Weekly Whale Feature: 'Auke'

Posted: Friday, July 02, 2010

This whale is named since it's the only whale I'm aware of that ventures into Auke Bay Harbor to feed. She brought her calf into the Auke Bay Harbor with her in 2007. Since, the calf has been named "Tee" after Tee Harbor.

Courtesy Of Jay Beedle
Courtesy Of Jay Beedle

Name: Auke / NOAA No. SEAK 1160

Gender: Female

When to look: Auke has been seen in 2007, 2008, 2009 and 2010 from March through September.

Where: It is possible to see Auke anywhere in the Juneau area, but you never know with her. She has made several feeding trips inside the Auke Bay Harbor.

Markings: Auke has big black and white tail flukes with some scratch marks. Her tail is mainly black in the lower part and white near the upper part of the flukes. The marks that will help identify Auke are two small black scratches - one up and one down - right next to each other near the top of her left fluke. There is another, longer black scratch on her right fluke located near the middle outer side. The notch between her flukes is irregularly shaped, with part of the top right side missing.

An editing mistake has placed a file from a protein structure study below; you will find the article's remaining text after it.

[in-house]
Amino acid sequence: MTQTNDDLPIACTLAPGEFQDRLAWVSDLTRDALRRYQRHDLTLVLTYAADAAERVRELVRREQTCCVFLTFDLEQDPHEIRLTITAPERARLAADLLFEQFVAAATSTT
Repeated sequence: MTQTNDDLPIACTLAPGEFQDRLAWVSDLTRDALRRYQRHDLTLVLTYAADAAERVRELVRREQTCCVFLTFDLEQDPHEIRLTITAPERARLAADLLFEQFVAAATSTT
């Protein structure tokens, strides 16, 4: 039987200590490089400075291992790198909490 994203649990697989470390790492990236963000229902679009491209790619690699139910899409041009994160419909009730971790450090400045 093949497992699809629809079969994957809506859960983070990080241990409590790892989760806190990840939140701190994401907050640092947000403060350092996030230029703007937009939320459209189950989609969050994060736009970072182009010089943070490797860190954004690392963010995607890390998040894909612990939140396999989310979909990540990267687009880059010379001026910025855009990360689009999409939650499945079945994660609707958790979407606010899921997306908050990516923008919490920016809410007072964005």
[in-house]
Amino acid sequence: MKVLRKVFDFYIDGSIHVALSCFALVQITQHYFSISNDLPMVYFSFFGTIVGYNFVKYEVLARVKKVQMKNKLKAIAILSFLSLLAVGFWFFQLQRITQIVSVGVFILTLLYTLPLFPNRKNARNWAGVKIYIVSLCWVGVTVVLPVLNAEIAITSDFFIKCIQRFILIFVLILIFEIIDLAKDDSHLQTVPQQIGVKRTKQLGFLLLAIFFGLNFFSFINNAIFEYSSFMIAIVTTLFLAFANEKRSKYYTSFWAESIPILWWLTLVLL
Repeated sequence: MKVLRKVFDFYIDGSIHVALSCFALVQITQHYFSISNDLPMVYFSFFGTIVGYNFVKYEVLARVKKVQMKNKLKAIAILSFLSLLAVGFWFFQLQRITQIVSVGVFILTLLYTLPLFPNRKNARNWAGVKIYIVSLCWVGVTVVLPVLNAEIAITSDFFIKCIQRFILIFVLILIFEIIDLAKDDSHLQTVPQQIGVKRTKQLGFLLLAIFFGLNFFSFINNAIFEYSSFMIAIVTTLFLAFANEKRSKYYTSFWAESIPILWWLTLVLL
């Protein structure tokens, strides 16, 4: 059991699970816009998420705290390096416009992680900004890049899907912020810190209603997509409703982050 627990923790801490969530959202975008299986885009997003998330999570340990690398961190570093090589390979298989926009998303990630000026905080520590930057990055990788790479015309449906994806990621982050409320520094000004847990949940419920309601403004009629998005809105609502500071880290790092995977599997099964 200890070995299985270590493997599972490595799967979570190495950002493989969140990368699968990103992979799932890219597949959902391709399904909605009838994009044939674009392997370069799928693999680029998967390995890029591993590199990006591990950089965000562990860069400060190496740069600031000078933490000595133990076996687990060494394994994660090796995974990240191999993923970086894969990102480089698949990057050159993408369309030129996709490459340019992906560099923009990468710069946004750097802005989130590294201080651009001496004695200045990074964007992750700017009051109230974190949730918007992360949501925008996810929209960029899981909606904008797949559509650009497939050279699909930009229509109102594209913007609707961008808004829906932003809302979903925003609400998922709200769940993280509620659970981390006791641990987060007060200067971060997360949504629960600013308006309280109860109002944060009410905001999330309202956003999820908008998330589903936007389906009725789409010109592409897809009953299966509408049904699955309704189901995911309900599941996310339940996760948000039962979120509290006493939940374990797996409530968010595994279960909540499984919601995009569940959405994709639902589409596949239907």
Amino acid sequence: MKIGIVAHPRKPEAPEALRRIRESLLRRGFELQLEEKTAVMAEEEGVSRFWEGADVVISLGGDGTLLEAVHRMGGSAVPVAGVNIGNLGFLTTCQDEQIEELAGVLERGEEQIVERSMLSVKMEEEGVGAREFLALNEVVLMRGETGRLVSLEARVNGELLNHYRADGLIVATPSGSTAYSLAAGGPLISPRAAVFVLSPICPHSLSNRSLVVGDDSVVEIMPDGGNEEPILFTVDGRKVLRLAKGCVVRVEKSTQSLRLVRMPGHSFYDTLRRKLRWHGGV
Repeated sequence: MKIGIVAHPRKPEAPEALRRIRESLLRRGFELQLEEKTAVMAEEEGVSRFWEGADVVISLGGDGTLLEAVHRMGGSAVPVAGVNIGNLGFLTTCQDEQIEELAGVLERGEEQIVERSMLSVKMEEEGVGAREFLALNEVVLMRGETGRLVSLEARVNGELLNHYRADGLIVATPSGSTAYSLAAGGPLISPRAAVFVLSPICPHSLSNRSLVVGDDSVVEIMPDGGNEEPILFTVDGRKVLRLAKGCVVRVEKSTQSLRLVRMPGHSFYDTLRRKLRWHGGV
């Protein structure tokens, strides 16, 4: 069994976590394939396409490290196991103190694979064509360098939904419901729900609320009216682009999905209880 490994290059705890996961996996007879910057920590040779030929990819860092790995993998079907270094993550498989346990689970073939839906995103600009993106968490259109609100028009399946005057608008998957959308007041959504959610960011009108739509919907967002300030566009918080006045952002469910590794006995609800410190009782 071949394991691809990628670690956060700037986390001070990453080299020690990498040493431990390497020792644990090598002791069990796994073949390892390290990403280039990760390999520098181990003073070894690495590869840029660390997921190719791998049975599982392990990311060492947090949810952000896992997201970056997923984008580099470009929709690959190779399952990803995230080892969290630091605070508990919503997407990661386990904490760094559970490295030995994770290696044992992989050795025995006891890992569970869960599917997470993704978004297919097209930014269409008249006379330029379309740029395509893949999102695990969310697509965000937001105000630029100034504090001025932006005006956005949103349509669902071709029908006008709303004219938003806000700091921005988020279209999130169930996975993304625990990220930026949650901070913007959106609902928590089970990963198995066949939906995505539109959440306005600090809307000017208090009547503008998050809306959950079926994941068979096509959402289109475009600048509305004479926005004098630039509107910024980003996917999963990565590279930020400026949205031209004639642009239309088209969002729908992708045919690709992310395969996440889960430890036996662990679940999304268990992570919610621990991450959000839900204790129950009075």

Behavior: Unlike many of the regular whales in the Juneau area, Auke's tail usually stays low to the water before a deep dive, making her very hard to identify. Her dive times are usually from 4 to 10 minutes long. But, hang on! This whale is capable of some fantastic shows of breaching, chin slapping, pectoral fin slapping and lunge feeding. She often does this with her calf. She definitely provides, in my opinion, the best shows of all the female whales in the Juneau area. One of the best pictures I have ever taken was of Auke and one of her calves, Bay, breaching together just outside of Halibut Cove on Shelter Island in 2007 on July 18.

Notes: Auke's calf, we named Bay in 2007, has a lot of white on its flukes. In 2009 Auke had another calf we named Tee and its flukes are mainly black. Markings on Bay show evidence of a failed killer whale attack, with the upper right side of its right fluke showing scrapes from teeth. It has similar marks on the right pectoral fin.

• The "Weekly Whale Feature" is compiled by Jay Beedle, a longtime Juneau resident who makes his home on Shelter Island. He is a photographer and co-owns Harv and Marv's Outback Alaska which offers whale watching tours during summer months. For more information about his photography contact Gretchen Pence at gretchenpence@islandimagesalaska.com or at 789-0089.

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